492 U.S. at 378-79, 109 S.Ct. 2969.
We note that the same day the United States Supreme Court released Stanford, it released Penry v. Lynaugh, 492 U.S. 302, 109 S.Ct. 2934, 106 L.Ed.2d 256 (1989), in which the Court held that the Eighth Amendment did not mandate a categorical exemption from the death penalty for the mentally retarded. In 2002, the Supreme Court revisited the issue in Atkins v. Virginia, 536 U.S. 304, 122 S.Ct. 2242, 153 L.Ed.2d 335 (2002). The Atkins Court concluded that standards of decency had evolved since Penry and a national consensus had developed against the execution of the mentally retarded. Along with that national consensus, the Court identified two reasons to categorically exclude the mentally retarded from the death penalty: the impairments of the mentally retarded offenders make it less defensible to impose the death penalty as retribution for past crimes and less likely that the death penalty will have a deterrent effect, and the reduced capacity of mentally retarded offenders places them at greater risk of wrongful execution.
In 2005, the Supreme Court revisited whether it was permissible under the Eighth Amendment and the Fourteenth Amendment to execute a juvenile offender who was younger than 18 years of age. In Roper v. Simmons, 543 U.S. 551, 125 S.Ct. 1183, a majority of the Supreme Court categorically prohibited the imposition of the death penalty against defendants who committed a capital offense before the age of 18. Simmons was 17 years old when he and a juvenile accomplice broke into the victim's house with the stated intent to kill whomever they found inside. Simmons assured his accomplice that they could get away with the murder because they were under the age of 18. After breaking into the victim's house, Simmons recognized the victim because the two had been involved in an automobile accident months earlier. Simmons bound the victim's eyes, mouth, hands, and feet, covered her face with a towel, and threw her from a railroad trestle into a body of water, where she drowned. Simmons was charged with burglary, kidnapping, stealing, and first-degree murder, and he was tried as an adult. Simmons was convicted and was sentenced to death. The Missouri Supreme Court reversed the sentence in Simmons's habeas corpus proceedings brought against the superintendent of the correctional facility where Simmons was being housed. The superintendent appealed to the United States Supreme Court for reinstatement of the death penalty, arguing that the Missouri Court had misinterpreted United States Supreme Court precedent.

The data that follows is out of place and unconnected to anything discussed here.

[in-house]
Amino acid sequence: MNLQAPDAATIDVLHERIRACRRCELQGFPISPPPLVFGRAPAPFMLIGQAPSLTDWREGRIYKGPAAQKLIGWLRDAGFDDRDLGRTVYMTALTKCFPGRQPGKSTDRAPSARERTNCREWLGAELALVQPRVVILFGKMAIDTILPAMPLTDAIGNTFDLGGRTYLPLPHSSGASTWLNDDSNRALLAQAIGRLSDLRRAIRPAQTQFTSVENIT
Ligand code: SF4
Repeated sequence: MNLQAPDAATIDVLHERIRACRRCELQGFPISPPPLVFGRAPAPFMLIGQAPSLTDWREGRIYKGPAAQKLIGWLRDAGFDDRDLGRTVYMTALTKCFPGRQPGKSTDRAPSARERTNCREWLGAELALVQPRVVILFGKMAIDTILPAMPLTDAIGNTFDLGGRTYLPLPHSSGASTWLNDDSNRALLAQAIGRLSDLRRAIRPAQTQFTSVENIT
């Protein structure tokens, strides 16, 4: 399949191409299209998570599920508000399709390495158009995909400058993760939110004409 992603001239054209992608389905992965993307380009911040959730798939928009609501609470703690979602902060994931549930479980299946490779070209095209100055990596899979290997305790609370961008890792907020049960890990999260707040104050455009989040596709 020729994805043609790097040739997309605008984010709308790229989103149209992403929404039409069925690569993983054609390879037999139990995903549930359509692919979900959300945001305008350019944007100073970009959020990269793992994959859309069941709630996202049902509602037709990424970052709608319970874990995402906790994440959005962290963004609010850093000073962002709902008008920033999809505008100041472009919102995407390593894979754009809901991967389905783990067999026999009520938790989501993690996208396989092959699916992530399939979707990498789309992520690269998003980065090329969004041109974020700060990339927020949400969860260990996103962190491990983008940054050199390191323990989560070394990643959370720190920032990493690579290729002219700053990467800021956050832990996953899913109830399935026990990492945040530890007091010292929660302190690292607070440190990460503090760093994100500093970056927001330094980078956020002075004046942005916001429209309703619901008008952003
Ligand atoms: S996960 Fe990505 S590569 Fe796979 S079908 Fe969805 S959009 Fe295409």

The United States Supreme Court concluded that by 2005 there was a national consensus against the death penalty for juveniles, as 30 states prohibited the death penalty for juveniles (12 rejecting the death penalty altogether and 18 maintaining the death penalty but either expressly or by judicial interpretation excluding the death penalty for juveniles). The Court also noted that the practice of executing juveniles was infrequent in those states without a formal prohibition against the practice.
The Court in Roper v. Simmons recognized three broad differences between juveniles under 18 and adults. The Court cited a number of scientific studies indicating that a juvenile's lack of maturity and underdeveloped sense of responsibility often result in impetuous and ill-considered actions and decisions. The Court also noted that juveniles differ from adults in that they are more susceptible to negative influences and outside pressures, including peer pressure. The third broad difference is that a juvenile's character is not as well formed as that of an adult, i.e., the personalty traits of juveniles are more transitory and less fixed. The Supreme Court concluded that based upon the diminished capacity of juveniles, retribution and deterrence do not provide a justification for imposing the death penalty on juveniles.